I just finished both a book study and a training that focus on this topic. It has really challenged me to think about how I talk to children in general and gifted kids specifically. It is not that the information is new to me, just that I needed to be reminded again. . .
When I was teaching first grade, one of my students was invited to visit the principal as a reward. Returning to the classroom, he discussed his conversation with her, finishing with, "And then I told her 'I know what sarcasm is...'"
I think about that often. Gifted children tend to prefer the company of adults but this is not a hard and fast rule.
Gifted children tend to prefer the company of adults who are intellectual peers.
They do not prefer the company of adults who are condescending or belittling. Really, who does?
I am constantly amazed at the ways adults infringe upon children. People tickle my daughter's toes. They get in my son's face. They crowd children's personal space. My son is introverted as well as gifted which only adds insult to injury when they refuse to respect his boundaries or laugh at his declarations.
The one that gets me most is the way that they talk to them when they are trying to engage them in conversation. I gag when I hear people "dumb down" their conversation. I roll my eyes when they change their tone of voice and go babyish to make meaningless observations to children. I just have to sigh when they make up ridiculous and pedantic explanations instead of answering their questions matter-of-factly. I think the most frustrating is when adults mock children subtly, thinking the child doesn't understand.
(And don't get me started on people who tell stories about their children when they are standing.right.there. Seriously, what if you were standing next to me and I proceeded to tell someone else a story about you as if you weren't even there?!)
It's good for all children, but it's necessary for gifted children. You cannot gain their respect without effective communication.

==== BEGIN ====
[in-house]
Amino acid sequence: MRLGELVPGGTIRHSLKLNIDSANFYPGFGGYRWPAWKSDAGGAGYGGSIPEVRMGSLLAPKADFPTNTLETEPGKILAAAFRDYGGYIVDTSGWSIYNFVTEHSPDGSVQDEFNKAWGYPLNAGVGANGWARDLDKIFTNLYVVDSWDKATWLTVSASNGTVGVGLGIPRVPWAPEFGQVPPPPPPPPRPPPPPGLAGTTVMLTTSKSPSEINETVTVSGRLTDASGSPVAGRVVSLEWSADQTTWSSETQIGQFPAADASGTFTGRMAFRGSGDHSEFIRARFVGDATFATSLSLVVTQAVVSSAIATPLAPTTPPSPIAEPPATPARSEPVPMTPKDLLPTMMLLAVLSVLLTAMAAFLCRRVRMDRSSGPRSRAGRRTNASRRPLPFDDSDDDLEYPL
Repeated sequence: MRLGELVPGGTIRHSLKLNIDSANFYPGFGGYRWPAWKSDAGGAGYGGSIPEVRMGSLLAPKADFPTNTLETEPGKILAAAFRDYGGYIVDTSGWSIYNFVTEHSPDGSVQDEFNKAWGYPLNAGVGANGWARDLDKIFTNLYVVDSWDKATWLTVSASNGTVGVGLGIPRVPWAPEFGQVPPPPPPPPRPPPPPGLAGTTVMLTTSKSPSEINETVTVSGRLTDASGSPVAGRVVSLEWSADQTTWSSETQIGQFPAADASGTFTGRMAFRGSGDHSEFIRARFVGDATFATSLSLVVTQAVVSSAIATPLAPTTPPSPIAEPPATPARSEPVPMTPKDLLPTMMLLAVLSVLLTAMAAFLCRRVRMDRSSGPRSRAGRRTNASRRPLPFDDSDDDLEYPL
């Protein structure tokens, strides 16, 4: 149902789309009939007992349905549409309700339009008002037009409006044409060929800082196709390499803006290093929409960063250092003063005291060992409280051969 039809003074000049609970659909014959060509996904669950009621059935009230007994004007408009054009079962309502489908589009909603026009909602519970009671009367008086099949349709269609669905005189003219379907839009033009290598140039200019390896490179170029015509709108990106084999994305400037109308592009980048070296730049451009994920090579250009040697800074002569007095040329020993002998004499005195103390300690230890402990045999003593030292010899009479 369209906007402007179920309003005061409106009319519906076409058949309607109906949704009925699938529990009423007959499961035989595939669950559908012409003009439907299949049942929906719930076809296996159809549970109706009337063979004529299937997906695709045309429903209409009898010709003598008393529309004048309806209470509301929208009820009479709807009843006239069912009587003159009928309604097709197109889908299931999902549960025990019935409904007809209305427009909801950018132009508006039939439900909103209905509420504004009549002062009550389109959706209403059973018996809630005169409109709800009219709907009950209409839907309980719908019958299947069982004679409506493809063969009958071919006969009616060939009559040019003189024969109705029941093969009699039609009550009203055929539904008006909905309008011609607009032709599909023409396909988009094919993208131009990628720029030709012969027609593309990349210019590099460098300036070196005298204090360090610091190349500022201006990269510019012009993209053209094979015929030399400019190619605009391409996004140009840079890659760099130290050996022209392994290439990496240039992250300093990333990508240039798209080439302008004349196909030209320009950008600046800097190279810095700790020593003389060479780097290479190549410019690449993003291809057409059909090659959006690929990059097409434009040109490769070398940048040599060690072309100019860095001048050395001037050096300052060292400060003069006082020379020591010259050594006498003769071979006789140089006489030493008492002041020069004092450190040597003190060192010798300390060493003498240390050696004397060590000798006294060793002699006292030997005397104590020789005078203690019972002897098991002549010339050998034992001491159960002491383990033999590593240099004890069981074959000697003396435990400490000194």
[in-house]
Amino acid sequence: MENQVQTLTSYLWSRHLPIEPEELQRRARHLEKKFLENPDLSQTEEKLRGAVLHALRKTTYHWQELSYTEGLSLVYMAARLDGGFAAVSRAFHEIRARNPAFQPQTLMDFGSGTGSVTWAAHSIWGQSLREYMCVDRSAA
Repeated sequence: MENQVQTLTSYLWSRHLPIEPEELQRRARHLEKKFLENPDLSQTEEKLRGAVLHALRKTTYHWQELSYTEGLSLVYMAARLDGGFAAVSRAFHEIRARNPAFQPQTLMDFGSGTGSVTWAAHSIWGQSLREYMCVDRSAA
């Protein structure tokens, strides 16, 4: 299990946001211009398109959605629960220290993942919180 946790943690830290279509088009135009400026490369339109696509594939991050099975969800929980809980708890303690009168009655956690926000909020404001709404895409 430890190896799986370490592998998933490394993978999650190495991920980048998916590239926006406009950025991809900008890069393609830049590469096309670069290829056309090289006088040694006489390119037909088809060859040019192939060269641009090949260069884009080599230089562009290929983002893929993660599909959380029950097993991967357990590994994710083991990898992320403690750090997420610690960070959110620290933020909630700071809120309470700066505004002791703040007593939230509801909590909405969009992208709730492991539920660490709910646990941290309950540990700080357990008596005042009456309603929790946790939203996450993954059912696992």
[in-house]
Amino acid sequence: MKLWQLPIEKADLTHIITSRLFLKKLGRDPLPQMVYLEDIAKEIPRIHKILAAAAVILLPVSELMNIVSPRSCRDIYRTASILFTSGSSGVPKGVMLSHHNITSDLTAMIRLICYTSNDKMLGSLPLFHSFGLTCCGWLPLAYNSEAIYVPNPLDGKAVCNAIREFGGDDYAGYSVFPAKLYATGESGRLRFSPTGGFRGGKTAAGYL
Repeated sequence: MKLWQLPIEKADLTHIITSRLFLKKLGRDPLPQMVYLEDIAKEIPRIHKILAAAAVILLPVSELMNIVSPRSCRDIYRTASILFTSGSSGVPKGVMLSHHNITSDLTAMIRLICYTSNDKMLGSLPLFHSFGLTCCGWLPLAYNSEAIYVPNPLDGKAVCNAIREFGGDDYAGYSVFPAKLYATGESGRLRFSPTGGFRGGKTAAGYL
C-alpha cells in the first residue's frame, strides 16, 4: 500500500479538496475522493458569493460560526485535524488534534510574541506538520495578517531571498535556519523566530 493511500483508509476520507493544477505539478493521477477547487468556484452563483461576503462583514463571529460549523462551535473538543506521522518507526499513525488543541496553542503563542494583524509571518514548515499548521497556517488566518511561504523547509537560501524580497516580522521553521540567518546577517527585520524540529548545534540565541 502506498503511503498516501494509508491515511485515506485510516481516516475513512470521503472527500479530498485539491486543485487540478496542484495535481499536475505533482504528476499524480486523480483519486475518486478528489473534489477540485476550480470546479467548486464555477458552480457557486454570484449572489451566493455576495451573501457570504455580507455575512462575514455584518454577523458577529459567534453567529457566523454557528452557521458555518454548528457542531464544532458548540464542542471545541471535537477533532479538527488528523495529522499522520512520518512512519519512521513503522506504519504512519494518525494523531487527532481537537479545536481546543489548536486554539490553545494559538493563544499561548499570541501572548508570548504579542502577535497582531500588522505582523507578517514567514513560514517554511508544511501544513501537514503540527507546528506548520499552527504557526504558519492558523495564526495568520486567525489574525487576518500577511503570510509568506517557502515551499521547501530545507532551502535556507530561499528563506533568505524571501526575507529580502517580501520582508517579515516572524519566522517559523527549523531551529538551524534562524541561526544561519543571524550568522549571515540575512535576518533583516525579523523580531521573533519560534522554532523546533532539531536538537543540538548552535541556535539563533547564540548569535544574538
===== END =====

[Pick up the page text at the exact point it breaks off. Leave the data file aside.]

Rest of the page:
People frequently comment on my children's "adult vocabularies" and laugh at the way that they use sophisticated vocabulary. It's really not that complicated. When we talk to them, we talk to them as people. People capable of rational thinking and comprehensive answers. While they may not take it all in, I am always pleasantly surprised at what how they do in addition to the ways they incorporate that knowledge into play and learning.
We talk to our children as if they were our friends. People with whom we enjoy conversing. While they are children and may have childish conversation at times, more often than not deeper thoughts are at the heart. They may not always articulate those thoughts as clearly as an adult would. However they are learning the art of communication.
At the same time, we are also able to maintain our position as their parents by having boundaries on topics, of course. Talking to them as people is not the same concept as treating them as adults.
It is our privilege to be their guide, teaching them what meaningful dialog looks like as we go. Instilling a respect for other people's opinions regardless of age. Modeling active listening as well as related responses. Teaching them to play the devil's advocate and to respect different view points.
When we talk to our children as if they are people, they become people with whom we delight to hold conversation.